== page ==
First Steps to a Healthy Relationship with Sleep
by Carol Castanon and Andi Metlzer
For many people, there is nothing better than falling into bed after a long day. For adults, the idea of a cozy bed can make them giddy with joy as they think about laying their head on a fluffy pillow and snuggling down into their comforter. But, before a restful snooze commences, adults go through short rituals to prepare for the night’s sleep. Adults do have strategies that help them transition to sleep. For some, it’s a favorite position, reading a book before bed, or opening a window. Adults may not think about it, but those nightly steps help to begin the journey into peaceful sleep.
When babies don’t sleep well we search for an explanation. Is it teething, are they hungry, do they have gas? Are these the reasons babies don’t sleep? Sometimes these reasons are absolutely true. Excluding the obvious reasons, many babies don’t sleep well because they are learning how to calm themselves into sleep, and back to sleep without the company of another.
Many parents think their babies can’t fall asleep without a bottle, nursing or being rocked. This may be the case, but what’s happened is that these babies have begun to rely on an external prop to fall asleep. It may be a parent’s touch, breath, smell or voice that sooth a baby to sleep. The sensory experience of safe is very powerful for the young. In the middle of the night, they may awake fully and cry out to be soothed back to sleep. They have not learned how to fall asleep on their own, or to get back to sleep after waking.
The good news is independent sleep skills can be nurtured in infants and toddlers. Learning these skills at a young age not only provides babies with healthy sleep, but it allows for pleasurable bedtimes. What can parents do to encourage a healthy relationship with sleep? Incorporating consistency and routine into bedtime is a start. It’s good to know consistent bedtime rituals are often unique to each individual family.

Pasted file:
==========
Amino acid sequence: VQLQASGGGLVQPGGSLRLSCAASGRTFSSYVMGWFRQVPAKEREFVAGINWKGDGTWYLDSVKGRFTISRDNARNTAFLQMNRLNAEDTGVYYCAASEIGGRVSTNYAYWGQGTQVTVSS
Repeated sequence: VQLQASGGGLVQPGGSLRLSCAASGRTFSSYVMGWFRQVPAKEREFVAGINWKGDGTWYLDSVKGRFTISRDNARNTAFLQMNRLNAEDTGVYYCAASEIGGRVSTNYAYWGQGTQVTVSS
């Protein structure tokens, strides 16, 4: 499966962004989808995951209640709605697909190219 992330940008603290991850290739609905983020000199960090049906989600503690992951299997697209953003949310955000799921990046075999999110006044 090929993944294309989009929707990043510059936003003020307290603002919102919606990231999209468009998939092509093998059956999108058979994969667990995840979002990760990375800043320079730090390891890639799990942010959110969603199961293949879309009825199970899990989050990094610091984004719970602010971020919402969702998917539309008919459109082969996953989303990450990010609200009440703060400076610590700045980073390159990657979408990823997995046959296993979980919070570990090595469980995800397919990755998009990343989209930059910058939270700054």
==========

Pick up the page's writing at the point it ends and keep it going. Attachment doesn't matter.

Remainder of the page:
Babies and children need structure to help guide them to sleep. By providing them with a consistent routine they know what to expect at bedtime and it makes for a much easier transition from waking to sleeping. Choosing 3-5 steps, or routines, will help cue their bodies that it’s time to wind down and feel safe during the process. Several great steps to a 30 – 45 minute bedtime routine might include:
A bath – it’s a perfect first step that indicates bedtime.
Jammies and brushing teeth – it’s a perfect opportunity to be together.
Books or song, sleep sack and cuddles – this is a perfect way to settle toward sleep.
Self-regulation or Self-nurturing
Some babies are easier to soothe and easily find their way to sleep. While other babies or young children might need more help getting to sleep. Finding the balance between helping your child and guiding falling asleep skills, or creating too much co-dependent behavior can feel confusing. Nighttime parenting can be a difficult time to parent. Noticing what works, what is being taught, and what a child is trying to learn is a good step toward a clearer parent perspective. A clear path can be very helpful as children feel the tension or calm a parent brings to nurturing sleep.
Nighttime can also be a time when feelings emerge around an experience. Is a child managing a separation, an illness in the family or loss of a special person? Has a parent gone back to work, or has the family moved? Is there a new school, or has a new milestone been reached? Has your baby just learned to stand or walk? These are the kinds of questions that nurture a deeper understanding of a child’s experience and may help in finding the words of comfort or information children sometimes need.
When babies and children are getting the necessary amount of sleep they learn how good it feels to be rested and recognize when their bodies are tired. Well rested families are happier and healthier. However, some nights may be more wakeful than others. An underlying blueprint for good sleep provides a landscape for returning to good sleep patterns even after interruptions from illness, dreams, bed wetting etc. Interestingly, one good sleep is more likely to follow another. Nurturing the skill of good sleep is protective and has positive implications throughout childhood!